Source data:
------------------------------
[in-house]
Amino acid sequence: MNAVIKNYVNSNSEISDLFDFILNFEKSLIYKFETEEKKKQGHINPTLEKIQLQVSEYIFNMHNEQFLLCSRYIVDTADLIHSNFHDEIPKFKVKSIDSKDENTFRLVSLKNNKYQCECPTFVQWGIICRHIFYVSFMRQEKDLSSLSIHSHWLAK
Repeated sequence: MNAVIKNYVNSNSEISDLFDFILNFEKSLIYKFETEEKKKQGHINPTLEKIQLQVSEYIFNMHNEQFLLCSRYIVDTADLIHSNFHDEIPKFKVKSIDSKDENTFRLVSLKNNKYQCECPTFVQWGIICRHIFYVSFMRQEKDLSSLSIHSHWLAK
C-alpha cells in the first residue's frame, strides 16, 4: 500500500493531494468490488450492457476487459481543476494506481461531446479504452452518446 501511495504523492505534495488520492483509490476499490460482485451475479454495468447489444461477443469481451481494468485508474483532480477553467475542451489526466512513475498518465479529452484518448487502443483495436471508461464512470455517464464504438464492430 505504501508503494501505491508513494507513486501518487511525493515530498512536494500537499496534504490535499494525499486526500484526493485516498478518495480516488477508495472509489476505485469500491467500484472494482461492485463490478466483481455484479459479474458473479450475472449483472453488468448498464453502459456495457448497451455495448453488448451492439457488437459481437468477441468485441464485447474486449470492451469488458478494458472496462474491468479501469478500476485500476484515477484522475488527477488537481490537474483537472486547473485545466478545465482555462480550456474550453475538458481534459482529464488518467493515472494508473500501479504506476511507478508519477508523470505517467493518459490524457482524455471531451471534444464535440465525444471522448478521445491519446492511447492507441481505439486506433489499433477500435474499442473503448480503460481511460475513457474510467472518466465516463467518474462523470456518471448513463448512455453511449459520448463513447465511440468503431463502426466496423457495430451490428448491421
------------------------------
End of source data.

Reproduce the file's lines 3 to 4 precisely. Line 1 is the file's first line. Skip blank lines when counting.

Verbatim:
Repeated sequence: MNAVIKNYVNSNSEISDLFDFILNFEKSLIYKFETEEKKKQGHINPTLEKIQLQVSEYIFNMHNEQFLLCSRYIVDTADLIHSNFHDEIPKFKVKSIDSKDENTFRLVSLKNNKYQCECPTFVQWGIICRHIFYVSFMRQEKDLSSLSIHSHWLAK
C-alpha cells in the first residue's frame, strides 16, 4: 500500500493531494468490488450492457476487459481543476494506481461531446479504452452518446 501511495504523492505534495488520492483509490476499490460482485451475479454495468447489444461477443469481451481494468485508474483532480477553467475542451489526466512513475498518465479529452484518448487502443483495436471508461464512470455517464464504438464492430 505504501508503494501505491508513494507513486501518487511525493515530498512536494500537499496534504490535499494525499486526500484526493485516498478518495480516488477508495472509489476505485469500491467500484472494482461492485463490478466483481455484479459479474458473479450475472449483472453488468448498464453502459456495457448497451455495448453488448451492439457488437459481437468477441468485441464485447474486449470492451469488458478494458472496462474491468479501469478500476485500476484515477484522475488527477488537481490537474483537472486547473485545466478545465482555462480550456474550453475538458481534459482529464488518467493515472494508473500501479504506476511507478508519477508523470505517467493518459490524457482524455471531451471534444464535440465525444471522448478521445491519446492511447492507441481505439486506433489499433477500435474499442473503448480503460481511460475513457474510467472518466465516463467518474462523470456518471448513463448512455453511449459520448463513447465511440468503431463502426466496423457495430451490428448491421